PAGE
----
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Powerful parties, weak people – Owei Lakemfa

One Day in ‘June 12’ - Owei Lakemfa

The ruling African National Congress (ANC) in South Africa, and its Nigerian counterpart, the All Progressive Congress (APC) are each a ‘Congress’. However, while the ANC is a political party, which during the struggle against apartheid became a popular movement, the APC claims what it is not, a political party. The fact that a butterfly has wings and can fly does not make it a bird.

South Africa’s founding democratic president, Nelson Mandela, was as big as a politician can come; his image was great, not only about his country and Africa, but about the entire universe. However, it was contained within the ANC to the extent that when he was released, the position that the party had for him was vice president under the less charismatic and much less known Oliver Tambo. But Tambo was quite ill, and the party, in his wisdom, appointed the secretary general, Alfred Nzo, the interim president. This was more because Mandela had been in prison for twenty-seven years and the party was not sure if, at that time, he was sufficiently aware of the ANC’s principles and policies to lead it. Mandela himself was disciplined enough to understand that, despite his overwhelming influence in the country and around the world, he was no bigger than the party. In his autobiography, Long Walk To Freedom, he wrote: “My first responsibility (after being released) was to inform the leadership of the ANC.”

Mandela had all the characteristics of a messiah but what the ANC saw was a man; his painting that had survived a long and hard imprisonment for the fight and that had returned to join him. Outside the party, he repeatedly told people that he was not a messiah. In contrast, even APC President John Odigie-Oyegun wants Nigerians to accept, even if they did not believe it, that President Muhammadu Buhari is a messiah. Just six days ago, he told the Nigerians: “I want to tell you that this nation, God sent a messiah, God sent President Buhari to heal the wounds of this nation.” As for party discipline, compared to the ANC It practically does not exist. The APC is not a body that can exercise power and control over its members, whether poor or rich, elected or non-elected. The supremacy of the party is, of course, nonexistent, since first there must be a political party, before it can assume and assert its supremacy. So, although the APC in 201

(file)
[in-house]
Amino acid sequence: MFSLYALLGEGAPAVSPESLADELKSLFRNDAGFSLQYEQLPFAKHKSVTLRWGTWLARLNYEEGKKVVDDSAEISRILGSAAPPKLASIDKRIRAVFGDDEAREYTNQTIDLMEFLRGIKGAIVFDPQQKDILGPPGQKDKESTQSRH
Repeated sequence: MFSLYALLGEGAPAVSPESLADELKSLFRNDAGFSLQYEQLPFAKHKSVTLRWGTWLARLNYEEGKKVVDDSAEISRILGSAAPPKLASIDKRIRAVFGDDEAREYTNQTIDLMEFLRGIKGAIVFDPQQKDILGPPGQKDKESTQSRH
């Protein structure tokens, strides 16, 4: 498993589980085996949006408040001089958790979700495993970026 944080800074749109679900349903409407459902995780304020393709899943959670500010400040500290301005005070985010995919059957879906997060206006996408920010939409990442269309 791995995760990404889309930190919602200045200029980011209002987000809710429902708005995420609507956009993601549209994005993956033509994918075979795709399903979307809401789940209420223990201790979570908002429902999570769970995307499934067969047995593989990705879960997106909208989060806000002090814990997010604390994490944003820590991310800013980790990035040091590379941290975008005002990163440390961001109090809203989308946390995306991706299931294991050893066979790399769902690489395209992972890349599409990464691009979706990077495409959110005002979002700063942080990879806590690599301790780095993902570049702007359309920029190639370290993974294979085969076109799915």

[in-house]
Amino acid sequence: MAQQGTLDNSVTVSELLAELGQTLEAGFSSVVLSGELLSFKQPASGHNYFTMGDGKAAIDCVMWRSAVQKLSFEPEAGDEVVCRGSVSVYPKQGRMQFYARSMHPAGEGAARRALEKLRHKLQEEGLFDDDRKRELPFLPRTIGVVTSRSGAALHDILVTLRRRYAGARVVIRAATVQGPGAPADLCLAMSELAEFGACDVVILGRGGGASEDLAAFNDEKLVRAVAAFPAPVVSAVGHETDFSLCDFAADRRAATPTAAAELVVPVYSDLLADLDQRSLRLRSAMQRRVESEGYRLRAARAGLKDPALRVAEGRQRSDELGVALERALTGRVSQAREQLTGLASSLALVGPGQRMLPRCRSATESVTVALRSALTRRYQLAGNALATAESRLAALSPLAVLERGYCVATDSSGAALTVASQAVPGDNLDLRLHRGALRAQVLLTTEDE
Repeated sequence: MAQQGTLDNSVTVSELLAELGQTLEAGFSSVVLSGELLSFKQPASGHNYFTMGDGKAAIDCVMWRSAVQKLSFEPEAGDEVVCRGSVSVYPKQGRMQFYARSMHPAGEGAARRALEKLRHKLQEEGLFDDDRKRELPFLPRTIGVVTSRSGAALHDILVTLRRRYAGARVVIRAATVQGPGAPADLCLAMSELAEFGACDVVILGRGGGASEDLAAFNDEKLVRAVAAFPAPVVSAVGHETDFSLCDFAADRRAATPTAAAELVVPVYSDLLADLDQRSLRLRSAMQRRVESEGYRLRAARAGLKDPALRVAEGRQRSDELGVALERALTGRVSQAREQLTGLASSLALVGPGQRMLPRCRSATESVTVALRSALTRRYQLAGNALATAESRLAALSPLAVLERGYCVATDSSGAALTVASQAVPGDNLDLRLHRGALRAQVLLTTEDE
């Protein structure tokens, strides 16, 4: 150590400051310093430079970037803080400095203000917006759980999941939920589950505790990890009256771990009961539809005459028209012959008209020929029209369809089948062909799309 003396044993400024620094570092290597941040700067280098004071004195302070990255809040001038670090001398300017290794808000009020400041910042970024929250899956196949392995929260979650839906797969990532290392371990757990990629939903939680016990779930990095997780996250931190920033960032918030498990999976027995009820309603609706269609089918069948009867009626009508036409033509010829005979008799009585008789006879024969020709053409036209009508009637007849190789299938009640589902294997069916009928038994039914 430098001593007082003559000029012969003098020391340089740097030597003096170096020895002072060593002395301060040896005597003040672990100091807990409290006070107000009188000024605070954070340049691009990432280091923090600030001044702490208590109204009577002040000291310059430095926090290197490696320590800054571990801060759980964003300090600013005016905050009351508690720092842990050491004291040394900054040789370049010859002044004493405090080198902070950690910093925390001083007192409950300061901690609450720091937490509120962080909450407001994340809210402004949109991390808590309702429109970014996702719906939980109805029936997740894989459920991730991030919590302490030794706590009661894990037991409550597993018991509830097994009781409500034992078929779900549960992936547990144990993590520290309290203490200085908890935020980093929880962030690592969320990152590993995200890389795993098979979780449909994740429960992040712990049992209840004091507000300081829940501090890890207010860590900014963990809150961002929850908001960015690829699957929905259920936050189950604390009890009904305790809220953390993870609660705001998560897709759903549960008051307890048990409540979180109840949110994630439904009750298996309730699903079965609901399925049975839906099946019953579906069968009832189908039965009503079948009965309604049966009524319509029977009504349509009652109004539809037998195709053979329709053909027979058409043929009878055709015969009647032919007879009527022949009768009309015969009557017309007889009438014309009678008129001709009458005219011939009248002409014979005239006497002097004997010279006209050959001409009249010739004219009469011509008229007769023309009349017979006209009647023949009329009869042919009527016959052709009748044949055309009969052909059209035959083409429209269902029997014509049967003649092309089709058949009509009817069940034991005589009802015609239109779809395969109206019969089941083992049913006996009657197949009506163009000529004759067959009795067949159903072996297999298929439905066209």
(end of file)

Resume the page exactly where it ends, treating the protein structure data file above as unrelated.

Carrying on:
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5 had its official candidates for the presidency of the Senate and the vice president, speaker and vice president of the House, it was the unofficial candidates opposed to the party leadership who swept the posts, and remain in power until the date.ANC in which the leader of the party leads, in the APC, the leader of the party grants leadership, at least as much to the president as to the national leader. But this is not peculiar to the party; all the political parties registered in Nigeria that I know are like the APC, gadgets and improvised political platforms for the elections. The fundamental difference between the ANC and the Nigerian political parties is that while the former was formed with the people, the latter is formed for the people; while members of the ANC own the party by paying membership dues and financing the party, almost all parties registered in Nigeria, including the APC and the opposition People’s Democratic Party (PDP), pay their members even to attend basic functions of the party, while its national conventions are avenged so that the “members” or “delegates” get rich, obtain abundant harvests where they have not sown. So unlike South Africa, multiparty democracy in Nigeria is a mere nomenclature sanctified by a dependent electoral body that claims to be independent, driven by underage voters, some less than half the official electoral age, dignified by the main structures Policies with a permanent faith in manipulating elections, and certified as having substantially complied with the electoral law & # 39; by observers funded by partisan donors, and blessed by the & # 39; international community.